When Jahangir undertook the case of Saima Sarwar in 1999, who was given shelter at Dastak after leaving her husband, wanting a divorce and later gunned down by her family in an act of honor killing, Jahangir received death threats for representing Saima in her divorce proceedings.[32][33][34][35]

In May 2005 Jahangir announced that she would hold a symbolic mixed-gender marathon in Lahore to raise awareness about violence against women. This was following the revelations of cases such as Mukhtar Mai. Tensions boiled over, as Islamist groups and supporters of the political Islamist alliance Muttahida Majlis-e-Amal (MMA) armed with firearms, batons and Molotov cocktails,[36] violently opposed the race, and Jahangir received especially rough treatment from local police and intelligence agents, who began to strip off her clothes in public. Of this Jahangir said "A lot of people tried to cover my back because I could only feel it I could not see my back. When they were putting me on the police van, they assured that my photograph was taken while my back was bare. This was just to humiliate, this was simply just to humiliate me."[37] A police officer told Jahangir that they had orders to be strict and to tear off the participant’s clothes. In addition she along with other participants was also beaten.[38]

Acknowledgements[edit]

In 1995, Jahangir received the Martin Ennals Award for Human Rights Defenders as well as the Ramon Magsaysay Award for "greatness of spirit shown in service of the people".[2]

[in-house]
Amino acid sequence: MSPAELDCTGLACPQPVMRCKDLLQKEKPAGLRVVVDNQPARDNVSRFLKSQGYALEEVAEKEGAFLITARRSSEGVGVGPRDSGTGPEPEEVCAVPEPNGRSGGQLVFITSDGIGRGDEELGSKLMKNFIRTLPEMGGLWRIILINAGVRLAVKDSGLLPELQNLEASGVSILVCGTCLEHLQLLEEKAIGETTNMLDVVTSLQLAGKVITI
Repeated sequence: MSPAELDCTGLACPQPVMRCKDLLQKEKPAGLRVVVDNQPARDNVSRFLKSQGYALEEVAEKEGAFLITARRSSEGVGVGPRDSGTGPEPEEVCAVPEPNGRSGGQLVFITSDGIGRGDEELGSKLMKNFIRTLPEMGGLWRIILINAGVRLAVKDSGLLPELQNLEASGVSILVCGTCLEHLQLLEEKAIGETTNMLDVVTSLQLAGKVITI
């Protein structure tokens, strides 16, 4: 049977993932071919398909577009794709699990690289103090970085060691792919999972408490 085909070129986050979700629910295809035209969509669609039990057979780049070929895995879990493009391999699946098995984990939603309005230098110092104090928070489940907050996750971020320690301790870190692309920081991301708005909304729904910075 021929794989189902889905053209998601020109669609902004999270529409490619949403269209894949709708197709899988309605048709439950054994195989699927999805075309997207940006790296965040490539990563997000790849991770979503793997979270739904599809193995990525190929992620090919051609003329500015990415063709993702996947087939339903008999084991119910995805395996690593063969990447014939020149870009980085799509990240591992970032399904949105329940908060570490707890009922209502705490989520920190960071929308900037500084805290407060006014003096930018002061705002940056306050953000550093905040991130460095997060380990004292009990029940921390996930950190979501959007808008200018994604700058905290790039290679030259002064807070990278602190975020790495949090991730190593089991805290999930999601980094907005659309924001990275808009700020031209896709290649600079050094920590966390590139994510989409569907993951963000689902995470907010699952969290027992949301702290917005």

In 2000, she received the King Baudouin International Development Prize as chair of the Human Rights Commission of Pakistan

In 2001 Jahangir and Hina Jilani were awarded the Millennium Peace Prize, by UNIFEM (the United Nations Development Fund for Women) in collaboration with the non-governmental organisation International Alert.[10]

In 2002 she was awarded the Lisl and Leo Eitinger Prize.[4]

In 2005 she was nominated for the Nobel Peace Prize as part of the 1000 Women for Peace project.[39]

On May 29, 2010 at the International Four Freedoms Award 2010 Jahangir received the Freedom of Worship Medal for her Human Rights and Religious Freedom activism, in a ceremony held in the Nieuwe Kerk in Middelburg, Holland.[40]

On March 23, 2010 for services in Human Rights, she was awarded the Hilal-i-Imtiaz, the second highest civilian award of Pakistan.[41]

On October 27, 2010 she won the Supreme Court Bar Association election by defeating her competitor Ahmed Awais and securing 834 of total votes and became the first ever women President of SCBA in the history of Pakistan. .[42]

On December 10, 2010 she was awarded with the 2010 UNESCO/Bilbao Prize for the Promotion of a Culture of Human Rights, recognizing her efforts as a human rights defender.[43][44]

In 2012 she received the North-South Prize of the Council of Europe.[45]

On April 13, 2013, a video surfaced on the social media showing Asma Jehangir receiving "Friends of Liberation War Honour" award by Sheikh Hasina on behalf of her late father. The video created quite an uproar in Pakistan.[46]

On June 4, 2014, she was awarded with the "Stefanus Prize", a Human Rights Prize emphasizing the Freedom of Religion or Belief (Article 18 in the Universal Declaration of Human Rights.) [47]